Bruce Schneier on the 10 year security outlook (it's worrisome)

Technology will evolve as computers become 100 times more powerful in 10 years. IT systems will become so interconnected that the risk of failures will escalate.
Written by Larry Dignan, Contributor on

Technology will evolve as computers become 100 times more powerful in 10 years. IT systems will become so interconnected that the risk of failures will escalate. And endpoints will never be secure.

Meanwhile, the same old crimes--fraud, theft, impersonation and counterfeiting--will remain old standbys as new technology leads to new attacks.

These are just some of the takeaways in a conversation posted by Bruce Schneier. In the discussion, which is from TechTarget's Information Security magazine's 10th anniversary issue (January, 2008), Schneier speaks with Marcus Ranum about security in 10 years. It's an interesting read definitely worth a look.

A few takeaways:

Crime will move quickly.

Schneier says:

Fraud, theft, impersonation and counterfeiting are perennial problems that have been around since the beginning of society. During the last 10 years, these crimes have migrated into cyberspace, and over the next 10, they will migrate into whatever computing, communications and commerce platforms we're using.

Ranum says:

You can't turn shovelware into reliable software by patching it a whole lot.

My take: Not terribly comforting. But not surprising either. Will the defenders be able to adapt fast enough? Probably not. Is there a better model than patching?

Cascading IT failure is inevitable.

Ranum says:

I believe it's increasingly likely that we'll suffer catastrophic failures in critical infrastructure systems by 2017. It probably won't be terrorists that do it, though. More likely, we'll suffer some kind of horrible outage because a critical system was connected to a non-critical system that was connected to the Internet so someone could get to MySpace -- ­and that ancillary system gets a piece of malware. Or it'll be some incomprehensibly complex software, layered with Band-Aids and patches, that topples over when some "merely curious" hacker pushes the wrong e-button. We've got some bad-looking trend lines; all the indicators point toward a system that is more complex, less well-understood and more interdependent. With infrastructure like that, who needs enemies?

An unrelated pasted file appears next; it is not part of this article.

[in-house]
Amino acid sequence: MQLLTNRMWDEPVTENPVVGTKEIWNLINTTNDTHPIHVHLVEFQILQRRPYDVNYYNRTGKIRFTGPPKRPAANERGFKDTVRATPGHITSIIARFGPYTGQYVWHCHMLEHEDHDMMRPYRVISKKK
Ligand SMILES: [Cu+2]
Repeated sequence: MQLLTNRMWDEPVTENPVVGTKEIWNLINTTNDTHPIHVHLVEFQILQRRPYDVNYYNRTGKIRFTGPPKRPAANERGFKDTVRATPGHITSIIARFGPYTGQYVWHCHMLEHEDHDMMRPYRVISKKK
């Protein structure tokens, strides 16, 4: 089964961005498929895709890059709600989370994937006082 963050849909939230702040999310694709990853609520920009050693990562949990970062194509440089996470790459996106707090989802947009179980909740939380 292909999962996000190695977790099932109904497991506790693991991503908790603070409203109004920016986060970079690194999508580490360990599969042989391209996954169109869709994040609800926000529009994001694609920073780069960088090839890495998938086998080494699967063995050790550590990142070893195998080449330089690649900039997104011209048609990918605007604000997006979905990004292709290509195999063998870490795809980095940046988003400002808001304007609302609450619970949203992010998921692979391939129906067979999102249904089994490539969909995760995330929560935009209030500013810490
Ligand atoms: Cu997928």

Schneier says:

By 2017, the interconnections will be so critical that it will probably be cost-effective -- and low-risk -- for a terrorist organization to attack over the Internet. I also deride talk of cyberterror today, but I don't think I will in another 10 years.

My take: Infrastructure in the U.S. is fragile. And the problem is only getting worse. A massive IT blowup that takes out a power grid or even the Internet is highly likely. The only question is what the trigger will be.

IT services as utility could escalate risk.

Schneier says:

By 2017, people and organizations won't be buying computers and connectivity the way they are today. The world will be dominated by telcos, large ISPs and systems integration companies, and computing will look a lot like a utility. Companies will be selling services, not products: email services, application services, entertainment services. We're starting to see this trend today, and it's going to take off in the next 10 years. Where this affects security is that by 2017, people and organizations won't have a lot of control over their security. Everything will be handled at the ISPs and in the backbone.

Ranum says:

So if you're saying the trend is to continue putting all our eggs in one basket and blithely trusting that basket, I agree.

My take: The IT services movement essentially gives hackers one throat to choke. The big emerging worry is the loss of control for customers.

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